The album was even more warmly embraced than Duke and boasted an unprecedented three US Top 40 hits. With its arch, buzzing riffs, the title track bears more in common with Devo than with any of Genesis’ old prog peers. “No Reply at All” mines the same kind of peppy pop-soul as Collins’s solo album, and employs the same snappy Earth, Wind & Fire horn section.
Supergroups and synth-pop
Prog supergroups might seem strictly a 70s phenomenon, but the ascendance of Asia was proof that yesterday’s art-rock heroes could be born anew in the 80s. Asia was seemingly built in some obsessive progressive rock lover’s underground laboratory. The group consisted of guitarist Steve Howe and keyboardist Geoff Downes from the recently retired Yes; drummer Carl Palmer of ELP; and singer/bassist John Wetton of King Crimson and U.K.
But instead of 10-minute tunes with byzantine structures, their self-titled 1982 debut housed finely honed AOR gems with just enough instrumental flash to remind listeners of the players’ provenance. “And now you find yourself in ‘82/The disco hot spots hold no charm for you,” sang John Wetton amid invincible, arena-ready riffs on one of the album’s three huge hits, “Heat of the Moment,” placing things unmistakably in the present.
September of that year was a major month for prog rockers embracing New Wave’s synth-pop side. Peter Gabriel’s Security was where he really started going to town with the polyrhythmic “world music” influences, but just as importantly, he pushed electronics more to the fore than ever. The result was danceable, synth-slathered tunes like “Shock the Monkey,” which marked Gabriel’s first US Top 40 appearance.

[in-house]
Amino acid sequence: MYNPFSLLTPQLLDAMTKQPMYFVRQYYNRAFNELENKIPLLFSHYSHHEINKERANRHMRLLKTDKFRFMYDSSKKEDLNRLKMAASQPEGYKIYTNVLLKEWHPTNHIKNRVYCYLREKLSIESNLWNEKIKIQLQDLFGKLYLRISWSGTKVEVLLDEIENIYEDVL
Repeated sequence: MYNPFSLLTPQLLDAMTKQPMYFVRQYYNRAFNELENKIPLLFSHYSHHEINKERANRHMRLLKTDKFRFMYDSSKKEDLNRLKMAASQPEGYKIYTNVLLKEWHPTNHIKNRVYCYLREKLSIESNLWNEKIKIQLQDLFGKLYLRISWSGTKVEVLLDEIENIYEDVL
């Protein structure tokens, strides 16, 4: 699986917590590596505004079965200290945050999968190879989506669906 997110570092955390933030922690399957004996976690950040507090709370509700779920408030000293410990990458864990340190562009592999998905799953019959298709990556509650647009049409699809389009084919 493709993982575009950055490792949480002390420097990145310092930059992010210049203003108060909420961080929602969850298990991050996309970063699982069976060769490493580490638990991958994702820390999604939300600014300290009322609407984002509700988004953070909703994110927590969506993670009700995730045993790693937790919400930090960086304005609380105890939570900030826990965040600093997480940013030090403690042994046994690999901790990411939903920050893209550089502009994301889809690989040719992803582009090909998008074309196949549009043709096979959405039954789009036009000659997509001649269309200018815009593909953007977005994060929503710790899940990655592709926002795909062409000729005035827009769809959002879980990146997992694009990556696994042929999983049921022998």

That same month, Rush delivered Signals, where Geddy Lee’s synths challenged Alex Lifeson’s guitar for the spotlight on tunes that fully assimilated the New Wave influences hinted at on Moving Pictures. Especially overt is Rush’s professed admiration of The Police’s reggae-rock hybrid, most audible on the percolating futurism of “New World Man,” the band’s only US. Top 40 single ever.
Top of the pops
When the Paul McCartney-esque piano-pop of Genesis’s hummable “That’s All” earned the band their first US Top 10 hit of their then-14-year career, it didn’t take a crystal ball to see how the game had changed for prog’s power hitters in the 80s. Genesis’s self-titled 1983 album represented their next step on the path to the pop mountaintop they’d definitively reach with 1986’s Invisible Touch. But while many prog purists would abandon ship by that point, the Gabriel-worthy weirdness of “Mama” and “Home by the Sea” (both hits in their own right) still felt connected to the band’s legacy.
The early-80s prog-goes-pop story buried the lede, though. Its most dramatic development didn’t appear until late in the game. Nobody is more synonymous with classic prog than Yes, whose Fragile and Close to the Edge are universally hailed as the genre’s high-water marks. For much of the early 80s, the band didn’t even exist, with two members gone to form Asia. Bassist Chris Squire and drummer Alan White were putting together a new band with hotshot guitarist Trevor Rabin and founding Yes keyboardist Tony Kaye, but when they brought Yes singer Jon Anderson aboard, they realized they’d just become the next iteration of Yes.
With 80s pop uber-producer Trevor Horn adding state-of-the-art sounds and style to the line-up’s 1983 debut, 90125, Yes experienced a glorious rebirth. A thrilling juxtaposition of classic Yes elements against breakbeats, sampler stabs, stadium-sized riffs, and a deliciously postmodern guitar solo helped make “Owner of a Lonely Heart” the band’s only No. 1 single ever and 90125 their biggest seller. Legions of kids who didn’t give a toss about “Roundabout” entered the Yes camp, while diehards recognized enough of the band’s sonic fingerprints to sign on for the next phase of the journey.
Genesis, Gabriel, and others would embrace accessibility with even greater success later, but the 1980s’ first few years are when prog learned to reinvent itself as a sound with something to say to everybody.